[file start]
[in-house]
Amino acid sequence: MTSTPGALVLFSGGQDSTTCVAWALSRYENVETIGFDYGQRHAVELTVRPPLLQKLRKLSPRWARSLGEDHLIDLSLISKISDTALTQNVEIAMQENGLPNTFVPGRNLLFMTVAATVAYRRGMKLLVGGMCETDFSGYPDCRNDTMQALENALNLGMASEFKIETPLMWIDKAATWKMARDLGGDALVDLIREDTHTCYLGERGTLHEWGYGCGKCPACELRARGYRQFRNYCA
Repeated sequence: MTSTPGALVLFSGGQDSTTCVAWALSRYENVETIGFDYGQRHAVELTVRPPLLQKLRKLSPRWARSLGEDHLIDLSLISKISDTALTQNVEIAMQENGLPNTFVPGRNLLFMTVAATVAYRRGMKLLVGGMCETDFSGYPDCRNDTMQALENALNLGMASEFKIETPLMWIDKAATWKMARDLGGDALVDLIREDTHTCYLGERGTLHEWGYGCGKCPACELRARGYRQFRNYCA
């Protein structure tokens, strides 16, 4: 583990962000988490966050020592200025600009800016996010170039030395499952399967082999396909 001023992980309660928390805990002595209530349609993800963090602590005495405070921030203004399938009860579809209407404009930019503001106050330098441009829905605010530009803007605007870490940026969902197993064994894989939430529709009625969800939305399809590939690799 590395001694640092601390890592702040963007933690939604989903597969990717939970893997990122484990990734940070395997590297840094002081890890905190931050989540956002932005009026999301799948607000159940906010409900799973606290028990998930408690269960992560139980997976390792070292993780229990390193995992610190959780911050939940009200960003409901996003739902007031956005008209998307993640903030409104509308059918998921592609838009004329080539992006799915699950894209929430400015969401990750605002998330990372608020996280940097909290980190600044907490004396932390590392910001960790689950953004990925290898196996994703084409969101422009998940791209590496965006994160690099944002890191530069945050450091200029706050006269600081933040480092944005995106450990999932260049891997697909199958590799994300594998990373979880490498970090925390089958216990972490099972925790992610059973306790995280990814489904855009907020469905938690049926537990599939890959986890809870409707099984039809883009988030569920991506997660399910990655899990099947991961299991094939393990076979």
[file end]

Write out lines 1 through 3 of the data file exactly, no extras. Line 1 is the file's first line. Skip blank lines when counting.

[in-house]
Amino acid sequence: MTSTPGALVLFSGGQDSTTCVAWALSRYENVETIGFDYGQRHAVELTVRPPLLQKLRKLSPRWARSLGEDHLIDLSLISKISDTALTQNVEIAMQENGLPNTFVPGRNLLFMTVAATVAYRRGMKLLVGGMCETDFSGYPDCRNDTMQALENALNLGMASEFKIETPLMWIDKAATWKMARDLGGDALVDLIREDTHTCYLGERGTLHEWGYGCGKCPACELRARGYRQFRNYCA
Repeated sequence: MTSTPGALVLFSGGQDSTTCVAWALSRYENVETIGFDYGQRHAVELTVRPPLLQKLRKLSPRWARSLGEDHLIDLSLISKISDTALTQNVEIAMQENGLPNTFVPGRNLLFMTVAATVAYRRGMKLLVGGMCETDFSGYPDCRNDTMQALENALNLGMASEFKIETPLMWIDKAATWKMARDLGGDALVDLIREDTHTCYLGERGTLHEWGYGCGKCPACELRARGYRQFRNYCA